In May 2014, the World Health Organization’s (WHO) 67th World Health Assembly (WHA67) passed decision WHA67(15) setting the stage for the creation of a new pooled funding mechanism for R&D. This decision should be viewed in the context of WHO’s demonstration projects, a process created by the WHA, to address R&D funding gaps “related to discovery, development and/or delivery” predicated upon open collaborative development models and de-linkage (Source: KEI blog, Updated: “Final” version of the text for the CEWG “Decisions Point”).
In particular, the decision instructed the WHO to explore the option for UNICEF/UNDP/World Bank/WHO Special Programme for Research and Training in Tropical Diseases (TDR) to host this pooled fund for R&D taking into account the following principles:
- that the scope of the diseases should not be limited to type III diseases but should be in line with the mandate of the global strategy and plan of action on public health, innovation and intellectual property; [Emphasis added]
- the need for a sustainable financial mechanism for health research and development;
- the role of Member States in the governance of the coordination mechanism;
In June 2014, TDR’s governing board, the Joint Coordination Board (JCB), deliberated over WHA67(15). The summary report reflects certain tensions about the mandate of the R&D pooled fund noting that the “JCB recommended that TDR maintain its focus on infectious diseases of poverty but possibly expand its scope to other diseases of poverty” while also noting that the “WHO will continue discussing this option with TDR, bearing in mind that the scope of the diseases should not be limited to type III and that a funding mechanism should be separate from that of TDR.”
The report noted that Dr. Marie-Paule Kieny, Assistant Director-General of the Health Systems and Innovation Cluster, presented elements of the strategic program of work adopted by WHA66 which included the establishment of an R&D health observatory, the identification and implementation of health R&D demonstration projects, the evaluation of existing mechanisms for financial contributions to biomedical R&D and the exploration of possible coordination mechanisms for health R&D. From the summary report, it is unclear if the demonstration projects mechanism is open-ended; ie, will there be future selection rounds?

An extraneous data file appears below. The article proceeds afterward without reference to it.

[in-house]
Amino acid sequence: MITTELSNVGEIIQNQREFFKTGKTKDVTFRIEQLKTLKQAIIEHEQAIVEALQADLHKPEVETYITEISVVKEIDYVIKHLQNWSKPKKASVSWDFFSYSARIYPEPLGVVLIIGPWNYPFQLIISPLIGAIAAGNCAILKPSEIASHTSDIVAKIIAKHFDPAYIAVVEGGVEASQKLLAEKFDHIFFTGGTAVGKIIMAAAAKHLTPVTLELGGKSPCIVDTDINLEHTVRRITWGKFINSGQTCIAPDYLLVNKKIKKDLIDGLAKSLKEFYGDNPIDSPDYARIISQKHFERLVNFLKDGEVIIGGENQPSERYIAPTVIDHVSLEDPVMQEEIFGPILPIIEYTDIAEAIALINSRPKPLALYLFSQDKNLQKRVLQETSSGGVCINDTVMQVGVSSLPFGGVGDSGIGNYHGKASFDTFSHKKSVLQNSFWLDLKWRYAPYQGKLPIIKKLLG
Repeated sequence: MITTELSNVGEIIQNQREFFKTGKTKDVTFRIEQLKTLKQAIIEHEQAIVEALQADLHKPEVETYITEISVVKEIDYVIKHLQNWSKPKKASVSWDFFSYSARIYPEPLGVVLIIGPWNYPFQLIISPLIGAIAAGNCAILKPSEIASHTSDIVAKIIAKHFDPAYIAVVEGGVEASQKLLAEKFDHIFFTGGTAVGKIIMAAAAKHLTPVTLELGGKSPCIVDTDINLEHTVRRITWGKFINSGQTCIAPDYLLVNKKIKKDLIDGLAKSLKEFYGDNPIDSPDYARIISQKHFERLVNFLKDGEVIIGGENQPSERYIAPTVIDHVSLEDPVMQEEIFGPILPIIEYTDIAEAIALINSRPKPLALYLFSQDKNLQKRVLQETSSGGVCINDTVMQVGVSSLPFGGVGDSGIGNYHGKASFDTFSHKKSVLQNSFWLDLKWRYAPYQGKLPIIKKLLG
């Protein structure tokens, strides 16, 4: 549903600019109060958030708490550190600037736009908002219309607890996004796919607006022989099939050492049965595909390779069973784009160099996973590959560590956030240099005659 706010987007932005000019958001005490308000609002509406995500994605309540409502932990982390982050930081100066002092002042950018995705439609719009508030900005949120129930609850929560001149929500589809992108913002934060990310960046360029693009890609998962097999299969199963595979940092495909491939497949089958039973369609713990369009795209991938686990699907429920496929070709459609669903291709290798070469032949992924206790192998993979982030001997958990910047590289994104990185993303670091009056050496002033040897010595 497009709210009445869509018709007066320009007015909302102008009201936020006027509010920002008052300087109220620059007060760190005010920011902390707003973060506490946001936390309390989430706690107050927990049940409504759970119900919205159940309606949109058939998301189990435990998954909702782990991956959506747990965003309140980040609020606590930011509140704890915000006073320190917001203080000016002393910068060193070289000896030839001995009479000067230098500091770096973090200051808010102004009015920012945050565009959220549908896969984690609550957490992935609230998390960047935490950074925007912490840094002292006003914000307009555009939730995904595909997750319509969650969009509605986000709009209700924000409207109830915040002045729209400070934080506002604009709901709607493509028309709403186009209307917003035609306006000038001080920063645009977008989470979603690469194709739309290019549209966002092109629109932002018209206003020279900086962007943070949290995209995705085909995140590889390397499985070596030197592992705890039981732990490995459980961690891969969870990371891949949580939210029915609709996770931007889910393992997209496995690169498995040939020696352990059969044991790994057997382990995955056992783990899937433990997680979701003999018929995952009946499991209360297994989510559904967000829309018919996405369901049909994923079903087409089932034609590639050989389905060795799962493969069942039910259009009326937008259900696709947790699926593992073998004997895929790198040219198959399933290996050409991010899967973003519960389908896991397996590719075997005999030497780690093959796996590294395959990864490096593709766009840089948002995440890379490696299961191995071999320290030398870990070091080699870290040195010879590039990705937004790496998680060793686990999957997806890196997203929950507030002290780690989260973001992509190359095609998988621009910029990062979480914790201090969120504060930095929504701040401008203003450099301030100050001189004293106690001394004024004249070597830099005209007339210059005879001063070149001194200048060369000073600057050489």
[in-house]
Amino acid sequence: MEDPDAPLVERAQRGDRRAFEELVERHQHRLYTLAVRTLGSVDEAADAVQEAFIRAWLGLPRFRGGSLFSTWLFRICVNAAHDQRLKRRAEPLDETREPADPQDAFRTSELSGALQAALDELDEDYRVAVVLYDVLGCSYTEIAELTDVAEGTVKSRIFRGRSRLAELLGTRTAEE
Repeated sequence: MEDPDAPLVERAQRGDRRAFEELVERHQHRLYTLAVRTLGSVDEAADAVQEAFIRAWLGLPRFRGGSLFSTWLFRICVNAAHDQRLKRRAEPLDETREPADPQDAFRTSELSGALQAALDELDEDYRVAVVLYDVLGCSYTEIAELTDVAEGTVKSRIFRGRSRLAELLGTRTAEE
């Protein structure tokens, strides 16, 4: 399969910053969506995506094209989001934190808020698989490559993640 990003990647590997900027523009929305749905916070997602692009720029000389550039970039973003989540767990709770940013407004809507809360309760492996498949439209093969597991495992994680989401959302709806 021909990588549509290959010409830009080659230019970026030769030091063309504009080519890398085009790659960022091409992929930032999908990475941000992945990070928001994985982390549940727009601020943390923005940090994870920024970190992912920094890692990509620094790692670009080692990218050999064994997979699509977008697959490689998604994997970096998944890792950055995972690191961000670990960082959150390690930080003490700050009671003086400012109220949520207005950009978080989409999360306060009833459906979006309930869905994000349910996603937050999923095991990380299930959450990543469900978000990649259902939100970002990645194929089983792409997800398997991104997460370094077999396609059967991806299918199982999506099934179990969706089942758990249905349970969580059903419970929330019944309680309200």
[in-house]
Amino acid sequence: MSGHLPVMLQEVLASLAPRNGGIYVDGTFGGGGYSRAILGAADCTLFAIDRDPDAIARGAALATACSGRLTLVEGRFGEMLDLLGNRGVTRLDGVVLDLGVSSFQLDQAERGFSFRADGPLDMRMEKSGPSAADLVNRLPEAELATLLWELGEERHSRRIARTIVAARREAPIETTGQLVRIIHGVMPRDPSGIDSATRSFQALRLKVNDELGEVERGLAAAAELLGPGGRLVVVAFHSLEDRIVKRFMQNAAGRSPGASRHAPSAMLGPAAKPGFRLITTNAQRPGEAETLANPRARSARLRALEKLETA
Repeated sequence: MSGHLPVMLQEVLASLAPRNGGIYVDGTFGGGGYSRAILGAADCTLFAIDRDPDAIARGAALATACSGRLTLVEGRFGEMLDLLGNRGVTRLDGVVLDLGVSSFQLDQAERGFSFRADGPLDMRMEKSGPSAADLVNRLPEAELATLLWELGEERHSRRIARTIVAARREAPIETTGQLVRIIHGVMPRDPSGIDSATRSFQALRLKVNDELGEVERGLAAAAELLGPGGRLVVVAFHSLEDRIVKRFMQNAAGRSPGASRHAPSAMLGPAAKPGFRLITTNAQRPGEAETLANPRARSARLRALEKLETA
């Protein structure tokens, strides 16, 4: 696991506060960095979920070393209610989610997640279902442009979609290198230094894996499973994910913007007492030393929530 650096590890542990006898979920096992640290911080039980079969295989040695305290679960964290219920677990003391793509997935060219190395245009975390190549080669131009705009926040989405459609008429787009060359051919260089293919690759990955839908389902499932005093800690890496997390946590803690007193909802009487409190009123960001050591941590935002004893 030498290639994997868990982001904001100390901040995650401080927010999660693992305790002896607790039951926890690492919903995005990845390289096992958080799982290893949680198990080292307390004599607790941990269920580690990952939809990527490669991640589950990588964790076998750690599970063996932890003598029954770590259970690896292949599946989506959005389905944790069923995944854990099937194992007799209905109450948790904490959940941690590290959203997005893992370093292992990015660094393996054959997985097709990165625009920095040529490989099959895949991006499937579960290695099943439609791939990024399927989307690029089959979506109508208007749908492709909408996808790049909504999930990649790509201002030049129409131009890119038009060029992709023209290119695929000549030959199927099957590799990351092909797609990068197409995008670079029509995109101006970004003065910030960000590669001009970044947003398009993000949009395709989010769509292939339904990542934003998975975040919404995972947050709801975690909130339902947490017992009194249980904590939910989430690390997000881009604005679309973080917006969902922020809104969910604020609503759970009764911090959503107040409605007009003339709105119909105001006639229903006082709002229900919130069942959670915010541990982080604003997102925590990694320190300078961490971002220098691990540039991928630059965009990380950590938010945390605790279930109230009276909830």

The JCB recommended “moving forward with discussions with WHO on the possibility of TDR hosting the funding mechanism for R&D as per the WHA 67 decision”; however, it is clear from the JCB report that the modalities of a governance mechanism for the pooled fund have yet to be sorted out by TDR and WHO.
In terms of funding, the JCB anticipated the need that TDR may be requested to “open a budget line where donors would be able to provide resources for the demonstration projects and for the global health R&D observatory”. It should be noted that the language of decision WHA67(15) speaks of the pooled fund in relation to” voluntary contributions towards research and development”; it does not limit the nature of the pooled fund to just the financing of demonstration projects. However, the JCB report only mentions budget lines in terms of demonstration projects and the global health R&D observatory.
Although TDR would be hosting this budget line, it would not be required to fundraise for the demonstration projects. The JCB anticipated that the budget line would be “open for no more than four years with a maximum amount of US$ 50 million (for the four demonstration projects and for the observatory).”
In terms of clarity, the “JCB requested a calendar of decisions to be taken by WHO and TDR governing bodies, to ensure that these are coordinated” in relation to the implementation of the pooled fund.
In terms of operational needs, TDR informed the JCB that hosting the pooled fund would require $5 million per year in order for TDR to “perform its operational role.”
In terms of public pledges, the JCB report stated that Brazil, France, Kenya, South-Africa and Switzerland have promised monies; the report noted that “Switzerland has pledged Sw.fr. 2 million to TDR to play an operational role in the global health R&D.” While TDR and the WHO operationalize this pooled fund, one hopes this does not distract the WHO’s and its member states’ attention from the exigent need to reexamine the recommendations of the CEWG report, particularly on de-linkage and the creation of binding norms for funding biomedical R&D.
Reproduced in full is the summary report of the JCB’s discussion on the pooled fund for R&D and its decision.
• TDR Director, Dr Reeder, presented some aspects of the 2014 WHA decision and the developments that followed.
• Through a sub-committee, the JCB was directly involved in developing a TDR position paper on the CEWG that was approved by the JCB in December 2013.
• The JCB recommended that TDR maintain its focus on infectious diseases of poverty but possibly expand its scope to other diseases of poverty.